November is the early Oscar film rollout month, with a couple blockbusters rolled in for good measure. This November we're one blockbuster short with the push of Harry Potter and the Half-Blood Prince to summer '09.
I saw seven films theatrically this month. First, I caught up with the barely-playing Synecdoche, New York. Ever since I heard that Charlie Kaufman had made his directorial debut I was dying to see it. It didn't get the best word-of-mouth from Cannes; although a friend of mine saw it and liked it. Then it got released and did very poorly review-wise and box office-wise. I couldn't get anyone interested in seeing it with me! Hence the delay from October. During the first third-to-half of the movie I was not loving this movie... then it really began to peak my interest and even though it did, to some extent, seem to go on and on, I found it to be very funny and to contain all these little nuggets of truth. And no, I couldn't explain to you entirely what was going on, but there was enough to hold onto even in an initial mystifying viewing to say that there was really something here. I can understand anyone who would like to dismiss it and never look at it again because of it's non-traditional narrative-- I feel that way about a lot of movies that "break the rules." But this one is an exception for me-- I eagerly await the DVD release and multiple viewings in the future. And Philip Seymour Hoffman was particularly good in it.
I saw an advance of A Christmas Tale and wasn't quite as enthused as the critics. It's a string of character study and plot is kind of all of the place. Despite Denueuve's review's, the film belongs to Mathieu Amalric. I think Amalric will reach the highest international status. Which brings me to my next film: Quantum of Solace. Yes, critically maligned, but I enjoyed it. I will admit that it's a bit of a break from the series-- but I think the series needed it. I'm glad they chose to develop the Bond character for a one-shot film. And the criticism that he doesn't act like the sophisticated character that we all know and love is groundless-- he just got his "00," he's simply a thug at this point. If anything, he was TOO sophisticated in Casino Royale.
In between, saw Role Models, which was moderately funny. Wasn't one I had really planned on seeing, but it was well-reviewed, and friends wanted to see it. I think it's not a stretch to say it would be a decent rental.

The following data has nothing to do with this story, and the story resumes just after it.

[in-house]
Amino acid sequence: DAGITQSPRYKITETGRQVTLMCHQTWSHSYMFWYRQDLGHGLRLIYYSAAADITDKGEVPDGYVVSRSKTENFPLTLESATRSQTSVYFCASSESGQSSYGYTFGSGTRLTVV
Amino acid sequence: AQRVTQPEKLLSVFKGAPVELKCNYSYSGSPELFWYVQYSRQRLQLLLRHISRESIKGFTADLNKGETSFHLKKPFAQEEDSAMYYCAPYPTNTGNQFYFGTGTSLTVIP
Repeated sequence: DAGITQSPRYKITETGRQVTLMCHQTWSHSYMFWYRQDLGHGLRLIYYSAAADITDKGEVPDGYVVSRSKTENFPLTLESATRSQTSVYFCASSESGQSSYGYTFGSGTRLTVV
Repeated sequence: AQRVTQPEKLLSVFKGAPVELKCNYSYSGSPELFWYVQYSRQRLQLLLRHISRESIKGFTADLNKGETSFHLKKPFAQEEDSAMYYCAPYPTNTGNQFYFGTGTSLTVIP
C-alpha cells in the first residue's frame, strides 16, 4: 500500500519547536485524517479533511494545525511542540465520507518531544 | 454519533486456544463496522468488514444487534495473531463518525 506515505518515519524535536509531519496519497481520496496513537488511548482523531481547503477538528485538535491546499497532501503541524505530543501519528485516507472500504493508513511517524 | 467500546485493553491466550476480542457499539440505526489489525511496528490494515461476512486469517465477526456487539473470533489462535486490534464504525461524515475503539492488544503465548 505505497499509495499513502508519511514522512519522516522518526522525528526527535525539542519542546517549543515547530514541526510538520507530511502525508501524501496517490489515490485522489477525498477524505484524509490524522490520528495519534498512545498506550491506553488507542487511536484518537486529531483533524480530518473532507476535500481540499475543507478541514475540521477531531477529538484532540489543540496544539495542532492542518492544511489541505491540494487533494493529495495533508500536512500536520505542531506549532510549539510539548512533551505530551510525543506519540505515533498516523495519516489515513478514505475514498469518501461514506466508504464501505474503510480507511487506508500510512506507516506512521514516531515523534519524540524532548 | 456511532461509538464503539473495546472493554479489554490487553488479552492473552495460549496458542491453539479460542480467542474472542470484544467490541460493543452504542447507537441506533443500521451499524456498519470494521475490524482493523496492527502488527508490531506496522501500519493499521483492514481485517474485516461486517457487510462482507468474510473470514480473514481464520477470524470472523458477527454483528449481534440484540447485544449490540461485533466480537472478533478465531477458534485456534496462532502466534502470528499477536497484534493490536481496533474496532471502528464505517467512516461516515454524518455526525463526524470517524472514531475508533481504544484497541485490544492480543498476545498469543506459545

Also, caught Slumdog Milionaire. I liked it a lot, but wasn't too keen on the romance-- which, after all, is ultimately the whole movie. The "gimick" worked great, however.
Milk was my Thanksgiving film. I purposefully avoided looking up Harvey Milk up on Wikipedia, so I could see how much I "didn't" know. Turns out I knew next-to-nothing. I've heard of the Twinkie defense but did not know who it refered to; and as for Milk all I knew was that he was an openly-gay San Franciso politician of some sort. The movie works well as history lesson and drama. My one beef is that it didn't delve enough into the personal life of Milk. We see his lovers but little of their ACTUAL relationship. And he seemed only interested in running for something the entire time he was on-screen. Now I know this is the movies, but this is always a pitfall for movies that take place over a long stretch of time. Solution: concentrate on a specific moment in time.
Lastly, I saw tween-flick Twilight. I have to say it was quite good. If I had a tween/teenage daughter I would be happy that (a) I could take her to a movie that didn't have any sex in it and (b) that I could sit through and enjoy. The key to its success, really though, was a brilliant eye for casting-- not just the leads, but down the line. For the next one, they need a bigger budget for effects.
On TCM, I watched The Year of Living Dangerously, which I agree with the Maltin Guide, is much more of a "mood" piece than a fully-realized feature: but good on those terms.